This year, 2020 we celebrate the centenary of the Newcomen Society.  The origins of the Newcomen Society for the Study of the History of Engineering and Technology were described on 12 November 1941 by Arthur Titley, the first President (1920-22), in his paper ‘Beginnings of the Society; A Note on the Attainment of its Majority’.  In this centenary year, I make no apology for borrowing – and slightly adapting – the title of Titley’s twenty-first anniversary paper.

Arthur Titley was a Birmingham consultant engineer, who attended that city’s 1919 Watt Centenary Commemoration.  According to Titley, on the first day, 16 September, in the tea tent at Heathfield Hall, Watt’s former home, he suggested to a friend, John W Hall (President 1926-28), forming a Society for the study of engineering history.  Hall replied ‘Well, you are the first to suggest that but if you start it, I’ll become a member’.   Next day, on a charabanc trip to Ocker Hill to see the 1777 Watt engine in steam, Titley noticed an unknown person assiduously taking notes, who proved to be Henry W Dickinson of the Science Museum.  Arriving at Ocker Hill, Titley approached Dickinson with his suggestion; Dickinson ‘at once agreed’, saying ‘We will find you in London half-a-dozen members’ and he then introduced Titley to Rhys Jenkins (President 1924-26).

Visiting London, Titley called on Loughnan Pendred, editor of The Engineer (President 1922-24), and Dr T E Lones, of the Patent Office, who both welcomed the idea. Thereafter, ideas were developed separately in London and Birmingham; eventually, fourteen prospective members met on 4 June 1920 at the London offices of The Engineer..  They discussed how the Society should operate and, on the proposal of Rhys Jenkins, Titley was asked to act as President.  A London committee was then formed, with Dickinson as Hon Secretary.  By the day’s end, so Titley tells us, all was agreed except for the name of the Society.  Those present felt that ‘some name, brief but with an implied historical appropriateness’, was needed and to resolve the impasse Pendred invited those who could to join him, to dinner at the Savage Club.  There, a ‘very pleasant party’ discussed the name at length; Watt’s name was considered but rejected because ‘we thought that this might be not entirely free from notes of discord inherited from the past’.  Titley credits Pendred and Dickinson jointly with suggesting the name of ‘Thomas Newcomen of Dartmouth, Devon, the man who first drove a piston by the agency of steam’.  In that way our Society came to have the long name by which it is formally (and legally) known.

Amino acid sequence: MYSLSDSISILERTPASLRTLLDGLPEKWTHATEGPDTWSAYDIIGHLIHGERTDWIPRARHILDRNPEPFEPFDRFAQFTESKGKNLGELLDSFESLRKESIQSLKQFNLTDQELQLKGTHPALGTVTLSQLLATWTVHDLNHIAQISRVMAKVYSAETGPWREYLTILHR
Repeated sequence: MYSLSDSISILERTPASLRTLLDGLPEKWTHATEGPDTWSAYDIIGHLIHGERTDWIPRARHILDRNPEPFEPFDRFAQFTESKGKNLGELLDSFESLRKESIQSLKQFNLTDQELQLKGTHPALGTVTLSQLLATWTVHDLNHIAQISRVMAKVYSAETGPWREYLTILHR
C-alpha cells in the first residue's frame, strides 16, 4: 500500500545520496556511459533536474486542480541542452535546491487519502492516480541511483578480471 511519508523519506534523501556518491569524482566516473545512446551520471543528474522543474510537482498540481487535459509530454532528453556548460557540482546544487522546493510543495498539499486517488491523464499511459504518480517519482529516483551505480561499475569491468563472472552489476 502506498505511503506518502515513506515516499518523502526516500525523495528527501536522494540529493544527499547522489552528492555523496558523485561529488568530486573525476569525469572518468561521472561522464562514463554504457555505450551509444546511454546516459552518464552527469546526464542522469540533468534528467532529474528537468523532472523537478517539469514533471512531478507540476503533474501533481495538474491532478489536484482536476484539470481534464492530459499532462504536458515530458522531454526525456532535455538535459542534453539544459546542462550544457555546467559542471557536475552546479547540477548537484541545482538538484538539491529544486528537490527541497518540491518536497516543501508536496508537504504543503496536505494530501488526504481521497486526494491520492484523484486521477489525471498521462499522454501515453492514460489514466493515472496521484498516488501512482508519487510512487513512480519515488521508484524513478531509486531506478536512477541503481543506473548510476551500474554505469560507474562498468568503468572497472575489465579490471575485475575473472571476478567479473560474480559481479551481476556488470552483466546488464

The first Ordinary General Meeting was on 5 November 1920 at the Patent Office in London, when, ‘at the express invitation of the Committee’, Mr E Wyndham Hulme read his paper ‘Introduction to the Study of Historical Engineering to the Year 1640’.  During the first (1920-21) session, five papers were presented, by four different authors, at various venues in London and (for Arthur Titley’s Presidential Address) in Birmingham.  In the 1921-22 session, the Society was clearly becoming established and ten papers were read, all by different authors, at exclusively London venues – Caxton Hall, Westminster, The Institution of Marine Engineers, and King’s College.  It would be some time before the Society settled in its long-term home at the Science Museum.

Clive Ellam, February 2020